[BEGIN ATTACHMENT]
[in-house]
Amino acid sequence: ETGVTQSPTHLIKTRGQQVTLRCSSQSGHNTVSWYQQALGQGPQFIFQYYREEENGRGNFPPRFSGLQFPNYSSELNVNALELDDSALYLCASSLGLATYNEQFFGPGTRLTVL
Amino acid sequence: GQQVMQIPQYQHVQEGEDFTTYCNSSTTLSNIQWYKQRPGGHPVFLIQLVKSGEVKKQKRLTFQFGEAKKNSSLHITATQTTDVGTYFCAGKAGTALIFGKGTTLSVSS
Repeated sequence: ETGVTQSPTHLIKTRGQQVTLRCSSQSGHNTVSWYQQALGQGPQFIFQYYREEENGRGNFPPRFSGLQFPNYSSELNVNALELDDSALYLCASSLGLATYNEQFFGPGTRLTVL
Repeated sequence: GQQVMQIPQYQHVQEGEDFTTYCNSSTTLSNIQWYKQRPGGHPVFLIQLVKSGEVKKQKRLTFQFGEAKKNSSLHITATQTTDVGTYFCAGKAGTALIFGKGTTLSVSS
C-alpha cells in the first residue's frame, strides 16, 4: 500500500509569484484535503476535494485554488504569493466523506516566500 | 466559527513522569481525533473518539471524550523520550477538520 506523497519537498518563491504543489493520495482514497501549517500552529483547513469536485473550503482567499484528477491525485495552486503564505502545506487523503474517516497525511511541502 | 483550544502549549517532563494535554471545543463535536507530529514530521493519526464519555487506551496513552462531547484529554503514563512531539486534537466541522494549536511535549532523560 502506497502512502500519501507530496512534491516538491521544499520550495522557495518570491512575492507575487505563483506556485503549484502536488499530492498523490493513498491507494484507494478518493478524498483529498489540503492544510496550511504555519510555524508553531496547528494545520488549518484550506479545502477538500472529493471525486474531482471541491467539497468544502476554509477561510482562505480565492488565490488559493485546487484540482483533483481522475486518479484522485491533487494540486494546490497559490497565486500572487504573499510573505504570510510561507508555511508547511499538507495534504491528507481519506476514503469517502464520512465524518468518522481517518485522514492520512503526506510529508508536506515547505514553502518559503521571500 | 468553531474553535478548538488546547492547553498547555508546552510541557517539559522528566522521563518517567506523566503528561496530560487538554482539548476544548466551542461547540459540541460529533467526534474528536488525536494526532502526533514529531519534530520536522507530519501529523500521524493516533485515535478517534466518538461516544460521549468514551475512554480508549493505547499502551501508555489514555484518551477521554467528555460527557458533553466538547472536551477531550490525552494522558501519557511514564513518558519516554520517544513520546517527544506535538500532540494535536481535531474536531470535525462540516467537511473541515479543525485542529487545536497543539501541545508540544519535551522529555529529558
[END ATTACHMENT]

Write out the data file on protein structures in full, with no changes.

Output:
[in-house]
Amino acid sequence: ETGVTQSPTHLIKTRGQQVTLRCSSQSGHNTVSWYQQALGQGPQFIFQYYREEENGRGNFPPRFSGLQFPNYSSELNVNALELDDSALYLCASSLGLATYNEQFFGPGTRLTVL
Amino acid sequence: GQQVMQIPQYQHVQEGEDFTTYCNSSTTLSNIQWYKQRPGGHPVFLIQLVKSGEVKKQKRLTFQFGEAKKNSSLHITATQTTDVGTYFCAGKAGTALIFGKGTTLSVSS
Repeated sequence: ETGVTQSPTHLIKTRGQQVTLRCSSQSGHNTVSWYQQALGQGPQFIFQYYREEENGRGNFPPRFSGLQFPNYSSELNVNALELDDSALYLCASSLGLATYNEQFFGPGTRLTVL
Repeated sequence: GQQVMQIPQYQHVQEGEDFTTYCNSSTTLSNIQWYKQRPGGHPVFLIQLVKSGEVKKQKRLTFQFGEAKKNSSLHITATQTTDVGTYFCAGKAGTALIFGKGTTLSVSS
C-alpha cells in the first residue's frame, strides 16, 4: 500500500509569484484535503476535494485554488504569493466523506516566500 | 466559527513522569481525533473518539471524550523520550477538520 506523497519537498518563491504543489493520495482514497501549517500552529483547513469536485473550503482567499484528477491525485495552486503564505502545506487523503474517516497525511511541502 | 483550544502549549517532563494535554471545543463535536507530529514530521493519526464519555487506551496513552462531547484529554503514563512531539486534537466541522494549536511535549532523560 502506497502512502500519501507530496512534491516538491521544499520550495522557495518570491512575492507575487505563483506556485503549484502536488499530492498523490493513498491507494484507494478518493478524498483529498489540503492544510496550511504555519510555524508553531496547528494545520488549518484550506479545502477538500472529493471525486474531482471541491467539497468544502476554509477561510482562505480565492488565490488559493485546487484540482483533483481522475486518479484522485491533487494540486494546490497559490497565486500572487504573499510573505504570510510561507508555511508547511499538507495534504491528507481519506476514503469517502464520512465524518468518522481517518485522514492520512503526506510529508508536506515547505514553502518559503521571500 | 468553531474553535478548538488546547492547553498547555508546552510541557517539559522528566522521563518517567506523566503528561496530560487538554482539548476544548466551542461547540459540541460529533467526534474528536488525536494526532502526533514529531519534530520536522507530519501529523500521524493516533485515535478517534466518538461516544460521549468514551475512554480508549493505547499502551501508555489514555484518551477521554467528555460527557458533553466538547472536551477531550490525552494522558501519557511514564513518558519516554520517544513520546517527544506535538500532540494535536481535531474536531470535525462540516467537511473541515479543525485542529487545536497543539501541545508540544519535551522529555529529558